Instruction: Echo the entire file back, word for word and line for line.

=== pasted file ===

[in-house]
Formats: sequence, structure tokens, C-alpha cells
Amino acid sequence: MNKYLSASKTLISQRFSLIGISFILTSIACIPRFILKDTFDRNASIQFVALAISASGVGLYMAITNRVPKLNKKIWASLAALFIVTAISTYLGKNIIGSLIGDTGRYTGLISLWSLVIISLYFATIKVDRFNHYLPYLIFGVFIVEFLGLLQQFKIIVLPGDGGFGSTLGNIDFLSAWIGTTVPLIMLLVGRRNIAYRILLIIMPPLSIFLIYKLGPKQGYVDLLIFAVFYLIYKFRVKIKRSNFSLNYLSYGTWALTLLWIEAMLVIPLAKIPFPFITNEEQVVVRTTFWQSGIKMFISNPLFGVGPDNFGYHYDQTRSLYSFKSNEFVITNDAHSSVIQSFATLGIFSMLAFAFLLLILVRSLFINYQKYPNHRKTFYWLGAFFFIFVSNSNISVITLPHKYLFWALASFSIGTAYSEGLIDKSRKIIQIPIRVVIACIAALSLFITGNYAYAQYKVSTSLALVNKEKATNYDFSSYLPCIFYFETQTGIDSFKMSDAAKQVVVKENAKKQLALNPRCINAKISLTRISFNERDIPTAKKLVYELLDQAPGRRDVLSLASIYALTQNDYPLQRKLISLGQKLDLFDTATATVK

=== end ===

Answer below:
[in-house]
Formats: sequence, structure tokens, C-alpha cells
Amino acid sequence: MNKYLSASKTLISQRFSLIGISFILTSIACIPRFILKDTFDRNASIQFVALAISASGVGLYMAITNRVPKLNKKIWASLAALFIVTAISTYLGKNIIGSLIGDTGRYTGLISLWSLVIISLYFATIKVDRFNHYLPYLIFGVFIVEFLGLLQQFKIIVLPGDGGFGSTLGNIDFLSAWIGTTVPLIMLLVGRRNIAYRILLIIMPPLSIFLIYKLGPKQGYVDLLIFAVFYLIYKFRVKIKRSNFSLNYLSYGTWALTLLWIEAMLVIPLAKIPFPFITNEEQVVVRTTFWQSGIKMFISNPLFGVGPDNFGYHYDQTRSLYSFKSNEFVITNDAHSSVIQSFATLGIFSMLAFAFLLLILVRSLFINYQKYPNHRKTFYWLGAFFFIFVSNSNISVITLPHKYLFWALASFSIGTAYSEGLIDKSRKIIQIPIRVVIACIAALSLFITGNYAYAQYKVSTSLALVNKEKATNYDFSSYLPCIFYFETQTGIDSFKMSDAAKQVVVKENAKKQLALNPRCINAKISLTRISFNERDIPTAKKLVYELLDQAPGRRDVLSLASIYALTQNDYPLQRKLISLGQKLDLFDTATATVK